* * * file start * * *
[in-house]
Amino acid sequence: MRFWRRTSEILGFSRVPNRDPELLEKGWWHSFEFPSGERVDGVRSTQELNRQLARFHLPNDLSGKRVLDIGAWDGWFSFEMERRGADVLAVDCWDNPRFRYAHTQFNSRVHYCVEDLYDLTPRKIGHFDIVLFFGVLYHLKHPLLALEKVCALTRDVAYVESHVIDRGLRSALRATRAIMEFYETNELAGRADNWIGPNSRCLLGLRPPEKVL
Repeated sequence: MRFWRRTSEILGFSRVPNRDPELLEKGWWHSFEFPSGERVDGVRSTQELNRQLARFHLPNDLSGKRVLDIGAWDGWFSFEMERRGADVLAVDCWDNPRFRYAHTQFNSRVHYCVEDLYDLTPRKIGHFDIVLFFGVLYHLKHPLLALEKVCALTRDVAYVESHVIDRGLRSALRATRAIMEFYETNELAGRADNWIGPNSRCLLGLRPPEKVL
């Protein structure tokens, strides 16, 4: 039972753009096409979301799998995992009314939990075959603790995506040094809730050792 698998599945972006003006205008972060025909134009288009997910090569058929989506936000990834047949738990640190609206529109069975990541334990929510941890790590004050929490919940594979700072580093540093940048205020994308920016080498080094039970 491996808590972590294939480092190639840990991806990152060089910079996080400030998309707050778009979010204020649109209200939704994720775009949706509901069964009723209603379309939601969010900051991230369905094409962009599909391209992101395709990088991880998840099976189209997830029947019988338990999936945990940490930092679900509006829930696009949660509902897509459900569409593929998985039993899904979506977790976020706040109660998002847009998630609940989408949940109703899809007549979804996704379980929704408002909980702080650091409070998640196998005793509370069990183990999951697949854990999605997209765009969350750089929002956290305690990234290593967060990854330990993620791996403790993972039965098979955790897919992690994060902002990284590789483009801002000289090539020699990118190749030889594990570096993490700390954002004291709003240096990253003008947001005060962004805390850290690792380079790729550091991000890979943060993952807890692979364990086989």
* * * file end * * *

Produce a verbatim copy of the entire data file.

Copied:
[in-house]
Amino acid sequence: MRFWRRTSEILGFSRVPNRDPELLEKGWWHSFEFPSGERVDGVRSTQELNRQLARFHLPNDLSGKRVLDIGAWDGWFSFEMERRGADVLAVDCWDNPRFRYAHTQFNSRVHYCVEDLYDLTPRKIGHFDIVLFFGVLYHLKHPLLALEKVCALTRDVAYVESHVIDRGLRSALRATRAIMEFYETNELAGRADNWIGPNSRCLLGLRPPEKVL
Repeated sequence: MRFWRRTSEILGFSRVPNRDPELLEKGWWHSFEFPSGERVDGVRSTQELNRQLARFHLPNDLSGKRVLDIGAWDGWFSFEMERRGADVLAVDCWDNPRFRYAHTQFNSRVHYCVEDLYDLTPRKIGHFDIVLFFGVLYHLKHPLLALEKVCALTRDVAYVESHVIDRGLRSALRATRAIMEFYETNELAGRADNWIGPNSRCLLGLRPPEKVL
């Protein structure tokens, strides 16, 4: 039972753009096409979301799998995992009314939990075959603790995506040094809730050792 698998599945972006003006205008972060025909134009288009997910090569058929989506936000990834047949738990640190609206529109069975990541334990929510941890790590004050929490919940594979700072580093540093940048205020994308920016080498080094039970 491996808590972590294939480092190639840990991806990152060089910079996080400030998309707050778009979010204020649109209200939704994720775009949706509901069964009723209603379309939601969010900051991230369905094409962009599909391209992101395709990088991880998840099976189209997830029947019988338990999936945990940490930092679900509006829930696009949660509902897509459900569409593929998985039993899904979506977790976020706040109660998002847009998630609940989408949940109703899809007549979804996704379980929704408002909980702080650091409070998640196998005793509370069990183990999951697949854990999605997209765009969350750089929002956290305690990234290593967060990854330990993620791996403790993972039965098979955790897919992690994060902002990284590789483009801002000289090539020699990118190749030889594990570096993490700390954002004291709003240096990253003008947001005060962004805390850290690792380079790729550091991000890979943060993952807890692979364990086989």